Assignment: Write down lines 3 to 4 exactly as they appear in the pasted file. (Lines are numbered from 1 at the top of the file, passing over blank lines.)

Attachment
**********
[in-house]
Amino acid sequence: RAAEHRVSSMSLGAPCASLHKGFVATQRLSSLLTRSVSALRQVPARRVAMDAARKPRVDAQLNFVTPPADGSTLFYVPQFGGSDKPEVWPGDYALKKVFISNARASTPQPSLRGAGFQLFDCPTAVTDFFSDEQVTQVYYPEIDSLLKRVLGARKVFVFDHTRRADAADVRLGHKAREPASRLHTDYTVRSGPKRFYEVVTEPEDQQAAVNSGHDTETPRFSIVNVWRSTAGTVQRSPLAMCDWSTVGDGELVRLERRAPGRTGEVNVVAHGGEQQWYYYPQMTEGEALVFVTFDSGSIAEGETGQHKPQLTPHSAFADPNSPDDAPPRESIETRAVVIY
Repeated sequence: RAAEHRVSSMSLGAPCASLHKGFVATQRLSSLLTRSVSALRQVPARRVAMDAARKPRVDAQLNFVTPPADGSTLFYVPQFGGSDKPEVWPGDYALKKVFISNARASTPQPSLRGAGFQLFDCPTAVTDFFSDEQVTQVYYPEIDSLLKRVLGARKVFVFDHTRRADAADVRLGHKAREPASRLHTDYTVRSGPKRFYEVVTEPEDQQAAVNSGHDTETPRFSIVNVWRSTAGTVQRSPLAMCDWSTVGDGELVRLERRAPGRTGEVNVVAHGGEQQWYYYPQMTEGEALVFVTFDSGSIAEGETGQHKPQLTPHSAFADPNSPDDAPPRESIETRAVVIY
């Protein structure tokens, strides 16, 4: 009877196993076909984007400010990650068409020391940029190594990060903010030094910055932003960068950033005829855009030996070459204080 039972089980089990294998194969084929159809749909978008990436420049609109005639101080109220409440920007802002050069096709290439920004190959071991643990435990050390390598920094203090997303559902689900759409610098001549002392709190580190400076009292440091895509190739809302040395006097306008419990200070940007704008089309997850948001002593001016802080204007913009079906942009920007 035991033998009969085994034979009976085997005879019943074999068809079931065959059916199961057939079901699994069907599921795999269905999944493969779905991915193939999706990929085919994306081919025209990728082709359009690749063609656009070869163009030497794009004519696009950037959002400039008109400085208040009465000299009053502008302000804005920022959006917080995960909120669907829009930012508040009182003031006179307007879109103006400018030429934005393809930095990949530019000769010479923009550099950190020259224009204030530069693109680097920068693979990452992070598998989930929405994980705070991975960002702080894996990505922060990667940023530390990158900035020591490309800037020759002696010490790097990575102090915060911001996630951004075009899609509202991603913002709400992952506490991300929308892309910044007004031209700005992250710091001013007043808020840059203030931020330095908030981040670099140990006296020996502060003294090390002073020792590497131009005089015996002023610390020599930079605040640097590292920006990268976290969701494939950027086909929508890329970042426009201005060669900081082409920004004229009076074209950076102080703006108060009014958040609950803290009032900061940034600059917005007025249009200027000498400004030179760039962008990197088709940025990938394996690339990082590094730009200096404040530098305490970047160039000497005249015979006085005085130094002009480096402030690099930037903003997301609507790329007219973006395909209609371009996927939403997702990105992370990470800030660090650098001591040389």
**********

Repeated sequence: RAAEHRVSSMSLGAPCASLHKGFVATQRLSSLLTRSVSALRQVPARRVAMDAARKPRVDAQLNFVTPPADGSTLFYVPQFGGSDKPEVWPGDYALKKVFISNARASTPQPSLRGAGFQLFDCPTAVTDFFSDEQVTQVYYPEIDSLLKRVLGARKVFVFDHTRRADAADVRLGHKAREPASRLHTDYTVRSGPKRFYEVVTEPEDQQAAVNSGHDTETPRFSIVNVWRSTAGTVQRSPLAMCDWSTVGDGELVRLERRAPGRTGEVNVVAHGGEQQWYYYPQMTEGEALVFVTFDSGSIAEGETGQHKPQLTPHSAFADPNSPDDAPPRESIETRAVVIY
């Protein structure tokens, strides 16, 4: 009877196993076909984007400010990650068409020391940029190594990060903010030094910055932003960068950033005829855009030996070459204080 039972089980089990294998194969084929159809749909978008990436420049609109005639101080109220409440920007802002050069096709290439920004190959071991643990435990050390390598920094203090997303559902689900759409610098001549002392709190580190400076009292440091895509190739809302040395006097306008419990200070940007704008089309997850948001002593001016802080204007913009079906942009920007 035991033998009969085994034979009976085997005879019943074999068809079931065959059916199961057939079901699994069907599921795999269905999944493969779905991915193939999706990929085919994306081919025209990728082709359009690749063609656009070869163009030497794009004519696009950037959002400039008109400085208040009465000299009053502008302000804005920022959006917080995960909120669907829009930012508040009182003031006179307007879109103006400018030429934005393809930095990949530019000769010479923009550099950190020259224009204030530069693109680097920068693979990452992070598998989930929405994980705070991975960002702080894996990505922060990667940023530390990158900035020591490309800037020759002696010490790097990575102090915060911001996630951004075009899609509202991603913002709400992952506490991300929308892309910044007004031209700005992250710091001013007043808020840059203030931020330095908030981040670099140990006296020996502060003294090390002073020792590497131009005089015996002023610390020599930079605040640097590292920006990268976290969701494939950027086909929508890329970042426009201005060669900081082409920004004229009076074209950076102080703006108060009014958040609950803290009032900061940034600059917005007025249009200027000498400004030179760039962008990197088709940025990938394996690339990082590094730009200096404040530098305490970047160039000497005249015979006085005085130094002009480096402030690099930037903003997301609507790329007219973006395909209609371009996927939403997702990105992370990470800030660090650098001591040389």